One of the excuses used by many to ignore the problem of the wage gap between male and female workers was that the fields "preferred" by women simply paid less. If men chose to be doctors and women chose to be nurses, it was natural that men would be paid more. This was and is utter nonsense, of course. That viewpoint ignores the sexist double standards and barriers to entry that kept women out of these traditionally male occupations. It also obscures the simple reality that when men and women do the same work, in the same field, women still get paid less. New research is helping to accurately portray the ways in which women are discriminated against in employment.
Can you be fired for gaining a few pounds? According to the New Jersey Supreme Court, apparently the answer is yes. The issue arose based on the practice of an Atlantic City casino of firing cocktail waitresses if they gained more than 7 percent of their body weight. A group of "Borgata Babes" eventually tired of being embarrassed and harassed as part of regular weigh-ins and filed turned to the law to put a stop to the discrimination. Unfortunately, the practice was condoned by the court system based on the notion that the casino applies the rule to both male and female employees. That ignores the fact that there is no evidence that the men who work as bartenders are weighed as frequently, or even at all.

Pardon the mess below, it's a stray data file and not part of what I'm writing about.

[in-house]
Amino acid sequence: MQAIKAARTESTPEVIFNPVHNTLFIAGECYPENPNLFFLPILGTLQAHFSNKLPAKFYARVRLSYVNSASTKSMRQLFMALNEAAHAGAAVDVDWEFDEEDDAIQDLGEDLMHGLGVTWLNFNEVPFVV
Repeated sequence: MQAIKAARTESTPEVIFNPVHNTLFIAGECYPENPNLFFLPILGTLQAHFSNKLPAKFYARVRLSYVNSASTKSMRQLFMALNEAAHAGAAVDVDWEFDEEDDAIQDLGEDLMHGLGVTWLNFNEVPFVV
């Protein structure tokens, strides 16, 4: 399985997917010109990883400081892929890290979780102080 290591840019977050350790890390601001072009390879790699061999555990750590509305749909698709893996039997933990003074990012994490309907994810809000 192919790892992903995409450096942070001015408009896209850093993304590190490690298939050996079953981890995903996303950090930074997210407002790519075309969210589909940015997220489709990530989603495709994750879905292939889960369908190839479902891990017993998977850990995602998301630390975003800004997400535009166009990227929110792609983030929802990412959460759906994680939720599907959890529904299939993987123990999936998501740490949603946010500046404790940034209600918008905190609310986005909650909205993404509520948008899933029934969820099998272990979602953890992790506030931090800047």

Women are put in a disadvantaged position in virtually every employment situation. Women are paid less for the same work. They are passed over for management positions they have earned. They are ignored. They are graded on a curve. They are subjected to verbal and physical harassment at much higher rates than men. Recent studies have shown that the bias is causing many women to remain quiet, even when they have ideas that could help move things forward.
The American workplace can be an unfair and hostile place. While the situation for women has improved in some ways, old prejudices and sexist behavior are still alive and well. Women in management have often encountered and overcome numerous challenges that their male counterparts have never faced. Gender discrimination is against New Jersey law and federal laws such as the Civil Rights Act and the Equal Pay Act. But discrimination is insidious and continues to express itself in a wide array of employment situations.